Bitcoin drops to $45.5k as Europe votes to ban cold wallets in attack on decentralization

Uplands

Bitcoin fell $2,000 from $47,500 to $45,500 in four hours after news broke that the EU is about to cripple innovation in the blockchain space. Today, the European Parliament voted in favor of banning “non-hosted wallets” within the European Union.

Non-hosted wallets

According to their terminology, an unhosted wallet is a non-custodial wallet managed entirely by an individual. This includes cold wallets like Ledgers, Trezor, and SafePal, as well as hot wallets like MetaMask, Trust Wallet, MEW, and many more. The only crypto wallets allowed will be those held by exchanges that require all users to complete KYC verifications. KYC stands for Know Your Customer and is usually part of the centralized financial industry to protect against money laundering.

If you want to use an unhosted wallet, you need to register it with an exchange while revealing your full identity. Our Twitter go-to, Patrick Hasen of Unstoppable DeFi, broke the news in a Twitter thread in 15 parts. Hansen told us:

The vote of the European Parliament on the TFR is a big disappointment and a big threat to the privacy of individuals and the use of self-custody wallets in the EU. It introduces unworkable wallet verification requirements and unjustifiable reporting requirements for crypto companies that would have extremely detrimental effects for EU citizens and businesses. Fortunately, we still have the next trialogue negotiations to avoid the worst.

“Non-hosted wallets” will not be banned from existing within the EU, but you will not be able to interact with an exchange to convert your crypto to fiat or vice versa.

Can DeFi survive in Europe?

Additionally, DEXs will now require customers to register and prove their identity before they can interact on the blockchain. This completely defeats the point of DeFi. If I have to register with a company and hand over my ID to make transactions, that information will need to be centralized and vulnerable to attack. One of the best parts of DeFi is the ability to interact easily and without risking your privacy being stolen.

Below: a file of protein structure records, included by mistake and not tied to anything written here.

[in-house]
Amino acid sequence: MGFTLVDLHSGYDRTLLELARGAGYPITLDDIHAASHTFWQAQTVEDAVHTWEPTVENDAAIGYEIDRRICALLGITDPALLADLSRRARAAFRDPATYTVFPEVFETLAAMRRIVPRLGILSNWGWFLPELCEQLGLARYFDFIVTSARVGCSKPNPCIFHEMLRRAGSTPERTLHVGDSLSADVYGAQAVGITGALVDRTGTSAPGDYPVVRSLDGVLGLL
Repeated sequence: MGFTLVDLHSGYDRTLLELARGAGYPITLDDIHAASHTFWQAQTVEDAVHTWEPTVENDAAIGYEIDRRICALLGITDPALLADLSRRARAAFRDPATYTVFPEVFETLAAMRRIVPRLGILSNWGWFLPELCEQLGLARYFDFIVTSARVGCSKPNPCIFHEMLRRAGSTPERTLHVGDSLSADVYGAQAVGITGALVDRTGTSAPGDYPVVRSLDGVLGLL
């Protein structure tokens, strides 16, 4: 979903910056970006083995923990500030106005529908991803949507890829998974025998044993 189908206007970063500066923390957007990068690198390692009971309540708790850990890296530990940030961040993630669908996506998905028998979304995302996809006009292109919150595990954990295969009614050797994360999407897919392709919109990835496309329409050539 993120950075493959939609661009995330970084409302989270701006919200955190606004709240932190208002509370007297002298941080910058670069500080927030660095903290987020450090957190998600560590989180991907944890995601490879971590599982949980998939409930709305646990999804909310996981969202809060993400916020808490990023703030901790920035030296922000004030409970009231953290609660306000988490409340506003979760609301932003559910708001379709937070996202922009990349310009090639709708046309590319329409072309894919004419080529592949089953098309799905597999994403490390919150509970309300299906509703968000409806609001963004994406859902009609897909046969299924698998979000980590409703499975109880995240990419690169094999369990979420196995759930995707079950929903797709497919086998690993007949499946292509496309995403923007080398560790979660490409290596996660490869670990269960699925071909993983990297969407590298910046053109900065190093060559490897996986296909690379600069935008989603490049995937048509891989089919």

How and where DeFi companies that operate entirely on the blockchain will store data from their customer records is unknown. This will add additional regulatory and financial overhead to every DeFi project in the EU, as they now have to store every customer’s private and sensitive information.

Along with this news, it was decided to require all wallet users interacting with exchanges to undergo KYC checks. Currently, the limit is 1,000 EUR, beyond which you must register for an exchange and reveal your personal information. With the new legislation, any client using an exchange will need to undertake the KYC process.

Technically, you should still be able to send transactions between non-hosted personal wallets for any amount. However, the most difficult aspect is if you want to send crypto from an exchange wallet to a friend who lives outside the EU. In order for your friend to receive their crypto, they will need to register with your exchange. Our goal is always to be impartial, but that just seems ridiculous to me.

How much time do we have?

Companies will have nine months to adapt to the new regulations, then 18 months to ensure that they fully comply with the new regulations. Whether any European DeFi companies will remain in the EU after the enactment of this decision is up for debate. Given the nature of the industry, they should be able to relocate outside of Europe to circumvent these regulations. Non-custodial wallets cannot be quickly banned due to decentralization by design.

A European citizen cannot be prevented from interacting with a DeFi project outside the EU that does not require KYC, so Europe may simply be shooting itself in the foot by alienating innovative companies. For example, Portugal, a hotbed of DeFi and blockchain innovation, will surely not be happy with the outcome of this vote. There is still time to change the law as it is now moving to trilogies where new negotiations will take place. After that, MPs will vote on the agreed version of the law, and it will become law.

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